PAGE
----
Museums do more than enhance our knowledge, stimulate our creativity, and enrich our souls. They also provide hundreds of thousands of jobs and generate billions in tax revenues across the country. A new study, Museums as Economic Engines: A National Report, conducted by the American Alliance of Museums and Oxford Economics with funding from the Mellon Foundation, demonstrates the impact of these cultural institutions. In part one of this series, we examined museums’ contributions to the GDP; now let’s look at their impact on jobs.
From curators, conservators, and educators to administrators, scientists, technologists, and security guards, museums employ 372,100 people across the United States.
Museum employment statistics highlight substantive national impacts through what economists call “multipliers.” These are the additional benefits that the entire economy draws from a specific sector. Museums as Economic Engines reports that the economic activity of the museum sector supports 726,200 jobs throughout the US--more than double that of the professional sports industry, according to the Bureau of Labor Statistics. Divide that number by the number of direct museum jobs (372,100) for a jobs multiplier of 2.0. Simply put, for every job created in the museum sector, an additional job is created somewhere else in the US labor market.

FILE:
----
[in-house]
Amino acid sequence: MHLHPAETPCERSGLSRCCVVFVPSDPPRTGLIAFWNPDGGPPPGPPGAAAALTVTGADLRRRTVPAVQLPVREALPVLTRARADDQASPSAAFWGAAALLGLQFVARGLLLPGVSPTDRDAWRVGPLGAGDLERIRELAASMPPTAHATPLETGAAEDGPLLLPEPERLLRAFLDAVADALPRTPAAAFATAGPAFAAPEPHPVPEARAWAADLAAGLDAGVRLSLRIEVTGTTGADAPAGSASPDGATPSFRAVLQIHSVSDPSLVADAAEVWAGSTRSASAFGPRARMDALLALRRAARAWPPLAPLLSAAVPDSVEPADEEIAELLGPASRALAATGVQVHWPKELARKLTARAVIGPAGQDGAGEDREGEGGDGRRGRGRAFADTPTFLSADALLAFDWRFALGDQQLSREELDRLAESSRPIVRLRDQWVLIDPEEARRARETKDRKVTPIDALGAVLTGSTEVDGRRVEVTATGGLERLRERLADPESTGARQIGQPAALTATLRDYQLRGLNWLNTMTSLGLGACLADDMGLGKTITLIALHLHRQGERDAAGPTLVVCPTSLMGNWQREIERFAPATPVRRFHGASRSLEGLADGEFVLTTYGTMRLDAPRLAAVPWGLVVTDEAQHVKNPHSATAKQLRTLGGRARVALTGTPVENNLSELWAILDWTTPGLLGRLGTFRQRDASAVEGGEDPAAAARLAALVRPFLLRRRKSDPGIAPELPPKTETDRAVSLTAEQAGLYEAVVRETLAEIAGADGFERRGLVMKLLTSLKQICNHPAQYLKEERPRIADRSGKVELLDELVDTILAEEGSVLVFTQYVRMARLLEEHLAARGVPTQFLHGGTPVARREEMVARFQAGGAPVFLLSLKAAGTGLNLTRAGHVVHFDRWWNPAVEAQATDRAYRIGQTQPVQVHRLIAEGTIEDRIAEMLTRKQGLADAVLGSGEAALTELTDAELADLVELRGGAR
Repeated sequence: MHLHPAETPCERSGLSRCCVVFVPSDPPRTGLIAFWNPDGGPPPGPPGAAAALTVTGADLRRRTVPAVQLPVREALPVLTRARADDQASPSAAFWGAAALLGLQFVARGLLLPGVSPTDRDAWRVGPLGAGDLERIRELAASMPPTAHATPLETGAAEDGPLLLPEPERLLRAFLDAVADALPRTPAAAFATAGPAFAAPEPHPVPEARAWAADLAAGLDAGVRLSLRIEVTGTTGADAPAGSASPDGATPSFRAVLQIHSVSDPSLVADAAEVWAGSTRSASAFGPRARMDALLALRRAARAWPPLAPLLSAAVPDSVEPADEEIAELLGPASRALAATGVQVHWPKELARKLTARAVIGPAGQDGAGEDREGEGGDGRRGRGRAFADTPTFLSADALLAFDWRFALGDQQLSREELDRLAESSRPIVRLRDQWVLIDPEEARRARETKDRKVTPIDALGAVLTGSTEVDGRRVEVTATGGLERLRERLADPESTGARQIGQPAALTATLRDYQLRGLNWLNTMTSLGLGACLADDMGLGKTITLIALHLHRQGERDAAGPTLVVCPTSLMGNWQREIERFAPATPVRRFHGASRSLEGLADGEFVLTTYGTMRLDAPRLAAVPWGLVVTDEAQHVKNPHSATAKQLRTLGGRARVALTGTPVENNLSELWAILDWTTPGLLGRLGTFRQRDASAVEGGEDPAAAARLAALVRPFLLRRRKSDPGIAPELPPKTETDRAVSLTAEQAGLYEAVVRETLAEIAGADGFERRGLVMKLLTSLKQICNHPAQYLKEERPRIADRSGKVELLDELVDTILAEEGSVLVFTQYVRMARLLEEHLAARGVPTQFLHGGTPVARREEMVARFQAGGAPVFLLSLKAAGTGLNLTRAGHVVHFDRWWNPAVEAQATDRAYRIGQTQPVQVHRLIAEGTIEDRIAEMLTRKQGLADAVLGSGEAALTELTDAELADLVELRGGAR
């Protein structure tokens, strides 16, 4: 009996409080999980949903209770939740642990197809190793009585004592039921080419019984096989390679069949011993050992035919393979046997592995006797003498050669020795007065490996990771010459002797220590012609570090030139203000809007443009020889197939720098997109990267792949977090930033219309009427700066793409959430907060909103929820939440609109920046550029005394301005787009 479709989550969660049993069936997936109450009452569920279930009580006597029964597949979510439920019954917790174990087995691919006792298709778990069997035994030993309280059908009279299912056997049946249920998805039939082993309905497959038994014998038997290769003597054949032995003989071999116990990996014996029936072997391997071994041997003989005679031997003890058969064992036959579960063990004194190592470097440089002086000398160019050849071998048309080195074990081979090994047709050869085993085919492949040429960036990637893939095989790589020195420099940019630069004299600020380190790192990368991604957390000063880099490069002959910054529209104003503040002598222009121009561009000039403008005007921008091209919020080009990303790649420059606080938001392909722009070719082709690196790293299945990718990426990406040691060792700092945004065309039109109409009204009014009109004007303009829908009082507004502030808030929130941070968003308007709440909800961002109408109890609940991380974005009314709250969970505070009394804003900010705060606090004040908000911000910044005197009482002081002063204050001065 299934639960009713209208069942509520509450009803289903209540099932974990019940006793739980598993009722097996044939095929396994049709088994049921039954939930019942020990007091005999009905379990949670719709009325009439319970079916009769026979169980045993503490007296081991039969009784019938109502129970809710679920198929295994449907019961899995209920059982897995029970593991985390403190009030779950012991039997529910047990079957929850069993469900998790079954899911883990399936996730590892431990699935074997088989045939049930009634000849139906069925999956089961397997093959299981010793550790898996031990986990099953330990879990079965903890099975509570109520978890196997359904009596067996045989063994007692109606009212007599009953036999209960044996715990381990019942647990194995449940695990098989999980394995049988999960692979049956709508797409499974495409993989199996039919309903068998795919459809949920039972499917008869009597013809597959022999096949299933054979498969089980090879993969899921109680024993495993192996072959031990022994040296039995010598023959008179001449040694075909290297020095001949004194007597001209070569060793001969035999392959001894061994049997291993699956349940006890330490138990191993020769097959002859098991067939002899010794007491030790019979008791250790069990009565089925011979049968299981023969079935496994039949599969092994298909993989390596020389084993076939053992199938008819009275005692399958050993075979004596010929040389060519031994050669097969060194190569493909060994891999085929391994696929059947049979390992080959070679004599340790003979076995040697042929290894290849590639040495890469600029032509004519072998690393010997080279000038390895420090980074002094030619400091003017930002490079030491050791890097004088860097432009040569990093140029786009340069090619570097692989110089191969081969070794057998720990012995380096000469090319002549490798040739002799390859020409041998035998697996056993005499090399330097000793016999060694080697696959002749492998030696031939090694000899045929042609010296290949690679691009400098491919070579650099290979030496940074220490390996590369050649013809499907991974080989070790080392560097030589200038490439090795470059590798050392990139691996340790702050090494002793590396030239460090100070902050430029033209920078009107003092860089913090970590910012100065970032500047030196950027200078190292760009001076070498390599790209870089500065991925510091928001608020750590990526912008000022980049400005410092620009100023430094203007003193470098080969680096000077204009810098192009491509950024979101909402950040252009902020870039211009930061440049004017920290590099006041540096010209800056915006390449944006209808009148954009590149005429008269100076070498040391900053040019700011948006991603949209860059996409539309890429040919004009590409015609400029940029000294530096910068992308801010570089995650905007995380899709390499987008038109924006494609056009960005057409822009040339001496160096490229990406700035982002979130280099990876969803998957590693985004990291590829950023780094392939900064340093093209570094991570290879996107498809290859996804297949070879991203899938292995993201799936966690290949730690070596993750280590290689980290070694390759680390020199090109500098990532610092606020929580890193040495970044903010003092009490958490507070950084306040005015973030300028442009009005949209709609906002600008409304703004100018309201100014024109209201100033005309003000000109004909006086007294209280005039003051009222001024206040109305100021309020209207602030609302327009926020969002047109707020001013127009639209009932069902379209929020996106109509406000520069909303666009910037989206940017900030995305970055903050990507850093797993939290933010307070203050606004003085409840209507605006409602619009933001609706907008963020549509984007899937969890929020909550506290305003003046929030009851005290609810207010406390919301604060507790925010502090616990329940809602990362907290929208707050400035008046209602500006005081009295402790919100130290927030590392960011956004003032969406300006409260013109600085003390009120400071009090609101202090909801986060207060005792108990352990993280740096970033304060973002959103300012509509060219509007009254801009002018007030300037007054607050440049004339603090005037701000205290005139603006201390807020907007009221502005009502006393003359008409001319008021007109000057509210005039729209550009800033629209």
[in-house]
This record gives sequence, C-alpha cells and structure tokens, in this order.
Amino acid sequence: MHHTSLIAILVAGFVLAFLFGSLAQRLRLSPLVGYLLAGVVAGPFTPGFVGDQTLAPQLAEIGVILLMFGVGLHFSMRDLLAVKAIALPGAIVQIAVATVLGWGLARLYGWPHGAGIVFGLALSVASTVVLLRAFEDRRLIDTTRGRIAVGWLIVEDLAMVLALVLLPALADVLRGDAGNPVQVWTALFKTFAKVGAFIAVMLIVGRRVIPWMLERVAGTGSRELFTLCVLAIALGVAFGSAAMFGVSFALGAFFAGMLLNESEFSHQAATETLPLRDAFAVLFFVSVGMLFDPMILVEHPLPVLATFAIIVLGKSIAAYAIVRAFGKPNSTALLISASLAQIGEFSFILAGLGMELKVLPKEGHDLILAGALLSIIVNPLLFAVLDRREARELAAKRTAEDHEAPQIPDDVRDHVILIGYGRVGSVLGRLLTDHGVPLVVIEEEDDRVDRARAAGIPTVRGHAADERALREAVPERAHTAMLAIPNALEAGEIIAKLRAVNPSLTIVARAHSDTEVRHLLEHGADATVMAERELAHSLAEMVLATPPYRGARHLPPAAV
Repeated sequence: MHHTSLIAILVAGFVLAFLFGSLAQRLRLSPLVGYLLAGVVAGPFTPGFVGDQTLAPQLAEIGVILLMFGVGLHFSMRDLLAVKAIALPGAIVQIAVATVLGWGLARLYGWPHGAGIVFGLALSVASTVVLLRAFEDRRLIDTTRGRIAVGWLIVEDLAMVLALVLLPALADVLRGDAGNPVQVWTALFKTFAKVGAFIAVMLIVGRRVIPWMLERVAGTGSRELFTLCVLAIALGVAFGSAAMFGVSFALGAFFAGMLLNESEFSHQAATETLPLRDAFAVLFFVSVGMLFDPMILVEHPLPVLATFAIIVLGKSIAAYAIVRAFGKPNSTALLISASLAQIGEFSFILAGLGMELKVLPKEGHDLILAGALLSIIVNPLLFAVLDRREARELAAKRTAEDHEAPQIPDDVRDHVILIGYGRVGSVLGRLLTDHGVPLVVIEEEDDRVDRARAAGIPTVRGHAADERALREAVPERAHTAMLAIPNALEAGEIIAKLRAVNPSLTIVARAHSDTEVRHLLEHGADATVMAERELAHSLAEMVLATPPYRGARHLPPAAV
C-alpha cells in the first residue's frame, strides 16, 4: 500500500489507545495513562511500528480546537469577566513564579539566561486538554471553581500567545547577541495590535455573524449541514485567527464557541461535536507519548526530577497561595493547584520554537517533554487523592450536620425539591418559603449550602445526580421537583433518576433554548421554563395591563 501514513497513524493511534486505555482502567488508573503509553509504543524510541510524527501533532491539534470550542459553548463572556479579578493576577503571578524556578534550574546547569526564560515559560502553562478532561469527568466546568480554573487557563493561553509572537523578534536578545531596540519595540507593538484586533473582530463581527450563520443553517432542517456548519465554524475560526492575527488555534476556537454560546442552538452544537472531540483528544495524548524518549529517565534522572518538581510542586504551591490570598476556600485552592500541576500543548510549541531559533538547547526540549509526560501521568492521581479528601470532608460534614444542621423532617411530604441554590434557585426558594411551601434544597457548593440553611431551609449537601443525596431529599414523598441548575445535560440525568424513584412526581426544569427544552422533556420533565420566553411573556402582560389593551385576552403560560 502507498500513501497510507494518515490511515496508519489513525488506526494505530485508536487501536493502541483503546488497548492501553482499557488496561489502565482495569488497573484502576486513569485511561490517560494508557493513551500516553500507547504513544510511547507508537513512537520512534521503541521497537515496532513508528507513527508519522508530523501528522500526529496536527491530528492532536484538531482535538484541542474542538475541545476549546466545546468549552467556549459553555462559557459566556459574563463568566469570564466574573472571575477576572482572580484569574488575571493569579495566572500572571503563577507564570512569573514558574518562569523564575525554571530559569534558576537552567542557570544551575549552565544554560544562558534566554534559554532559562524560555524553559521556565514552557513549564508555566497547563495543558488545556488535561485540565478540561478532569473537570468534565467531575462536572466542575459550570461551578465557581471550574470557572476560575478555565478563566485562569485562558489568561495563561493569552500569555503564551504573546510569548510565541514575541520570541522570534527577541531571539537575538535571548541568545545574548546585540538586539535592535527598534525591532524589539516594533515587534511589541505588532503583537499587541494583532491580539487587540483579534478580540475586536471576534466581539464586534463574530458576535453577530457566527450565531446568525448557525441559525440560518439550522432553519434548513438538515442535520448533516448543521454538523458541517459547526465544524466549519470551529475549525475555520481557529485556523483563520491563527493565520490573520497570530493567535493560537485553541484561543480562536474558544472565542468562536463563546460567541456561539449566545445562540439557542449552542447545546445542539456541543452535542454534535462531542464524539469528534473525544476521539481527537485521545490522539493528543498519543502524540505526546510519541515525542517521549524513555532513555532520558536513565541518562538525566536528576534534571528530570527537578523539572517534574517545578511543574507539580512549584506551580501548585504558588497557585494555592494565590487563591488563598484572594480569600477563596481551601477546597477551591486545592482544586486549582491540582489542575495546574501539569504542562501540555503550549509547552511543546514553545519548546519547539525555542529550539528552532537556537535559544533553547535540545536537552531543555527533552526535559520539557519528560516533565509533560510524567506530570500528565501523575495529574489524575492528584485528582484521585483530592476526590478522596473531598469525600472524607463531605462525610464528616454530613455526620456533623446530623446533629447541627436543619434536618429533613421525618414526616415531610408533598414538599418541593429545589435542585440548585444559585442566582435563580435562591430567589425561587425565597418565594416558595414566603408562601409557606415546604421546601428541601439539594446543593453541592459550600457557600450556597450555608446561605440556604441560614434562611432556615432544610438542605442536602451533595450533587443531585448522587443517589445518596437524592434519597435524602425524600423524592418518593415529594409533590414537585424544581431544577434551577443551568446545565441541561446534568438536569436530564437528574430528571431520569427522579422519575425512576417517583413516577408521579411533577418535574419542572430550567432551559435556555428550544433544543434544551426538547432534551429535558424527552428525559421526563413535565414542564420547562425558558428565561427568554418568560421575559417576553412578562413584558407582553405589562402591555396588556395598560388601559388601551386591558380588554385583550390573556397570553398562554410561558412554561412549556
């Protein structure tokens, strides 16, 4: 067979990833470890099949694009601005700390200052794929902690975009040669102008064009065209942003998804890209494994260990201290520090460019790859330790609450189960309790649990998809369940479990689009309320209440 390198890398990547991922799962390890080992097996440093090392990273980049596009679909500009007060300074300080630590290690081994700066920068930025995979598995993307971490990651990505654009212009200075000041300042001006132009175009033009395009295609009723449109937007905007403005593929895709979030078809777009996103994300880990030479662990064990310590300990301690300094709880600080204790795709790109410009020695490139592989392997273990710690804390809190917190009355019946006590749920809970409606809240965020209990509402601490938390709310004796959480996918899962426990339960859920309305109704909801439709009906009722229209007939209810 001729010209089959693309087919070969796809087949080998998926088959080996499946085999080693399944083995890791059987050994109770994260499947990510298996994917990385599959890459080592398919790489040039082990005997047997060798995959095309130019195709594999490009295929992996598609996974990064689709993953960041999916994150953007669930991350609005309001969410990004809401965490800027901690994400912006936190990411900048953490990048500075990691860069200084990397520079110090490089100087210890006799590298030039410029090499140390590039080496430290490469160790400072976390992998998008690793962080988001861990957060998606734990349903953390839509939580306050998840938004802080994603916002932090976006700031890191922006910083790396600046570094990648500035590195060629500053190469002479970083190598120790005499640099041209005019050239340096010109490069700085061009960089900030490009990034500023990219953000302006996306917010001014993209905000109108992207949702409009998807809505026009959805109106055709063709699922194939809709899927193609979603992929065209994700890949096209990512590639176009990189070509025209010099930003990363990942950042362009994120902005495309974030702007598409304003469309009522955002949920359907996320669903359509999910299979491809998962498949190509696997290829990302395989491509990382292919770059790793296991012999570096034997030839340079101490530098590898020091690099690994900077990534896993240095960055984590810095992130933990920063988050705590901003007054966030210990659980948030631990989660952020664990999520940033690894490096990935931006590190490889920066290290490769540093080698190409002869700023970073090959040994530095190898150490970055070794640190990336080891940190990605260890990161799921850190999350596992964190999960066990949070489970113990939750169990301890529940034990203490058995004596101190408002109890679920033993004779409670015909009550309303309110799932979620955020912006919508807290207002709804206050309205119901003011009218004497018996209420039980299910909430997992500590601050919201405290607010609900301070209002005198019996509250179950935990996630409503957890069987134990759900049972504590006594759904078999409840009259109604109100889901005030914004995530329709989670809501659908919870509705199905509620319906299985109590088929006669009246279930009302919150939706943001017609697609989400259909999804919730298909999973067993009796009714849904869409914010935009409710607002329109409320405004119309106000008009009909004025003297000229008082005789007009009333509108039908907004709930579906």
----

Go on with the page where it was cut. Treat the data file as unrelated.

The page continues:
The Mellon Foundation chose to support this research in part to give legislators, policymakers, funders, trustees, and the general public more accurate information about the value of museums in our communities. Direct job creation is important, but museum employment data has significantly expanded the findings that economic studies typically capture. For example, Museums as Economic Engines also found that museums engage over three million volunteers who contribute more than a million hours of service every week. That value, in terms of connections made, skills gained, and communities enriched, is priceless.